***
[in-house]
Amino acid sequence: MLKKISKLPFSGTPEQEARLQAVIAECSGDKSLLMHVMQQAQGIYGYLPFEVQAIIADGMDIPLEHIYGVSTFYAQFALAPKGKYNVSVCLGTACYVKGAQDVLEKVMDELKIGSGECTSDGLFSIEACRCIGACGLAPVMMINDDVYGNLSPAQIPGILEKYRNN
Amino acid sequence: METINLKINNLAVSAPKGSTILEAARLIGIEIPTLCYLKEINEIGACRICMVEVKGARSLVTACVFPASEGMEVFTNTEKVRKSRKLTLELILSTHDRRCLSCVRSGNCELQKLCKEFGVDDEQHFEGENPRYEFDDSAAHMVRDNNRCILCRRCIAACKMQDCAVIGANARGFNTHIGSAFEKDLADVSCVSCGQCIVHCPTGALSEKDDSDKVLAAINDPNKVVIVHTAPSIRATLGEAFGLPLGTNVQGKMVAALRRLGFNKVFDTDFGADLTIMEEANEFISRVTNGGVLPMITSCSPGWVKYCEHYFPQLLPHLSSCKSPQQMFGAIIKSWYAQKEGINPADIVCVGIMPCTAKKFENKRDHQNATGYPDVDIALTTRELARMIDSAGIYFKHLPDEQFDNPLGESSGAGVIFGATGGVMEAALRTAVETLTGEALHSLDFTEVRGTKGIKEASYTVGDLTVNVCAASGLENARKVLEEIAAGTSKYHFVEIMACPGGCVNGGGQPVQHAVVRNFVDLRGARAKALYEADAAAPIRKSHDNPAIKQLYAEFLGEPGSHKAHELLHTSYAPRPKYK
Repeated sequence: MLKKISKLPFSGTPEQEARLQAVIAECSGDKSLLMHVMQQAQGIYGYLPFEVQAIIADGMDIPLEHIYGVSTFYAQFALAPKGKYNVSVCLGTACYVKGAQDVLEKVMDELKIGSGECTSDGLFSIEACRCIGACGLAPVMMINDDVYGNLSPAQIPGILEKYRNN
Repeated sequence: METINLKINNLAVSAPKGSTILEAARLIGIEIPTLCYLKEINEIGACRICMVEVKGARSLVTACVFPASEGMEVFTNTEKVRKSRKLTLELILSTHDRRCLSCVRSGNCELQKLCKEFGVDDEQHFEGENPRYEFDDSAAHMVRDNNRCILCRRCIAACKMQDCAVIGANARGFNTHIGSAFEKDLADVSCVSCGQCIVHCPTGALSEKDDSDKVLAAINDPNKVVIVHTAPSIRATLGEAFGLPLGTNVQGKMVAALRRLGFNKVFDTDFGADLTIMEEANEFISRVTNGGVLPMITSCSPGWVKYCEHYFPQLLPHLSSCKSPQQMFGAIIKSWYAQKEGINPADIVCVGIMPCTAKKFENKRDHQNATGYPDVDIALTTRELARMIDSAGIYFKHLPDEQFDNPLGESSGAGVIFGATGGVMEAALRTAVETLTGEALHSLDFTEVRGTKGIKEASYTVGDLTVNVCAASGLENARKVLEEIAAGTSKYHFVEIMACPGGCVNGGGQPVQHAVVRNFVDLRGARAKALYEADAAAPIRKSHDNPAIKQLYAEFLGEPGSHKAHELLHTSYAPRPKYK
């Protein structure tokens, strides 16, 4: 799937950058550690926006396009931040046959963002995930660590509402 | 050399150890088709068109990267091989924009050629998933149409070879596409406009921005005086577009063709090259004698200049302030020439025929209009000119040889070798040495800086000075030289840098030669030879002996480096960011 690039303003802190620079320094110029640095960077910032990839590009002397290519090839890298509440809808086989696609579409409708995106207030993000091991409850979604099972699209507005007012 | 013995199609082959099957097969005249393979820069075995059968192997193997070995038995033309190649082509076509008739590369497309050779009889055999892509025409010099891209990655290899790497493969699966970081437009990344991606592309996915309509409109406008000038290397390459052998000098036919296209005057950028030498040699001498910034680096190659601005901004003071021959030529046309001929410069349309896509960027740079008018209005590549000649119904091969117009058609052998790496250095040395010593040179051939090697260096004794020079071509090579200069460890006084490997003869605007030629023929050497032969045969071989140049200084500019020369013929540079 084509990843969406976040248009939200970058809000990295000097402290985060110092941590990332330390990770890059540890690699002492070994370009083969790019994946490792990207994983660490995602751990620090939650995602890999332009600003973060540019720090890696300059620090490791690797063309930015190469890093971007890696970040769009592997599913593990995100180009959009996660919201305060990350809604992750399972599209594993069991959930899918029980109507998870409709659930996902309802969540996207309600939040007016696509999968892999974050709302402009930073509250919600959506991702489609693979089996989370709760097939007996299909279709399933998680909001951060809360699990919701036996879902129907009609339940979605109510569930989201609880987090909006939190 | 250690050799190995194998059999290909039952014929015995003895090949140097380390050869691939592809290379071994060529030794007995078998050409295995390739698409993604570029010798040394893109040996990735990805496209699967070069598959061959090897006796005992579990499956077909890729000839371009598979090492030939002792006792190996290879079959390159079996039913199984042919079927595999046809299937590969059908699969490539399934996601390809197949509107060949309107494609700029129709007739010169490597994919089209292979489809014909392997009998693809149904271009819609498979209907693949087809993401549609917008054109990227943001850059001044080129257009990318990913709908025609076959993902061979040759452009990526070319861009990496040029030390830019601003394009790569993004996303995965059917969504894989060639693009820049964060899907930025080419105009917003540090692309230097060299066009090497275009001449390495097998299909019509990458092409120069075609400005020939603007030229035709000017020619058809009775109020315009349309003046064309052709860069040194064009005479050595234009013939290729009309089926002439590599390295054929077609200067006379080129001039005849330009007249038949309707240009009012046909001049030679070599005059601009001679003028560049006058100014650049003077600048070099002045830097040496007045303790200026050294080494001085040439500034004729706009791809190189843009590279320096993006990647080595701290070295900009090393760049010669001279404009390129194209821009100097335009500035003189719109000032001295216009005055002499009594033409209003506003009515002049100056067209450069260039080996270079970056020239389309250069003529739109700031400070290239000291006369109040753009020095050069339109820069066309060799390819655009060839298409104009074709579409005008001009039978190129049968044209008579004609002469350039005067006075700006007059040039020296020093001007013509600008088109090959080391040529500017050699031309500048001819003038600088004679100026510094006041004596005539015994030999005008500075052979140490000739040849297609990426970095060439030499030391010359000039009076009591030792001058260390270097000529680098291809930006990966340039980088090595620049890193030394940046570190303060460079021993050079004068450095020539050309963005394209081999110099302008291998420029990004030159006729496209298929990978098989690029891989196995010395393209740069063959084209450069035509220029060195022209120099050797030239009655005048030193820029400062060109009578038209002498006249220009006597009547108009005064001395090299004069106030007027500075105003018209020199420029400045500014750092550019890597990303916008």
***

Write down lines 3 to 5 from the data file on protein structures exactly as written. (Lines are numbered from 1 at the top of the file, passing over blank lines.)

Amino acid sequence: METINLKINNLAVSAPKGSTILEAARLIGIEIPTLCYLKEINEIGACRICMVEVKGARSLVTACVFPASEGMEVFTNTEKVRKSRKLTLELILSTHDRRCLSCVRSGNCELQKLCKEFGVDDEQHFEGENPRYEFDDSAAHMVRDNNRCILCRRCIAACKMQDCAVIGANARGFNTHIGSAFEKDLADVSCVSCGQCIVHCPTGALSEKDDSDKVLAAINDPNKVVIVHTAPSIRATLGEAFGLPLGTNVQGKMVAALRRLGFNKVFDTDFGADLTIMEEANEFISRVTNGGVLPMITSCSPGWVKYCEHYFPQLLPHLSSCKSPQQMFGAIIKSWYAQKEGINPADIVCVGIMPCTAKKFENKRDHQNATGYPDVDIALTTRELARMIDSAGIYFKHLPDEQFDNPLGESSGAGVIFGATGGVMEAALRTAVETLTGEALHSLDFTEVRGTKGIKEASYTVGDLTVNVCAASGLENARKVLEEIAAGTSKYHFVEIMACPGGCVNGGGQPVQHAVVRNFVDLRGARAKALYEADAAAPIRKSHDNPAIKQLYAEFLGEPGSHKAHELLHTSYAPRPKYK
Repeated sequence: MLKKISKLPFSGTPEQEARLQAVIAECSGDKSLLMHVMQQAQGIYGYLPFEVQAIIADGMDIPLEHIYGVSTFYAQFALAPKGKYNVSVCLGTACYVKGAQDVLEKVMDELKIGSGECTSDGLFSIEACRCIGACGLAPVMMINDDVYGNLSPAQIPGILEKYRNN
Repeated sequence: METINLKINNLAVSAPKGSTILEAARLIGIEIPTLCYLKEINEIGACRICMVEVKGARSLVTACVFPASEGMEVFTNTEKVRKSRKLTLELILSTHDRRCLSCVRSGNCELQKLCKEFGVDDEQHFEGENPRYEFDDSAAHMVRDNNRCILCRRCIAACKMQDCAVIGANARGFNTHIGSAFEKDLADVSCVSCGQCIVHCPTGALSEKDDSDKVLAAINDPNKVVIVHTAPSIRATLGEAFGLPLGTNVQGKMVAALRRLGFNKVFDTDFGADLTIMEEANEFISRVTNGGVLPMITSCSPGWVKYCEHYFPQLLPHLSSCKSPQQMFGAIIKSWYAQKEGINPADIVCVGIMPCTAKKFENKRDHQNATGYPDVDIALTTRELARMIDSAGIYFKHLPDEQFDNPLGESSGAGVIFGATGGVMEAALRTAVETLTGEALHSLDFTEVRGTKGIKEASYTVGDLTVNVCAASGLENARKVLEEIAAGTSKYHFVEIMACPGGCVNGGGQPVQHAVVRNFVDLRGARAKALYEADAAAPIRKSHDNPAIKQLYAEFLGEPGSHKAHELLHTSYAPRPKYK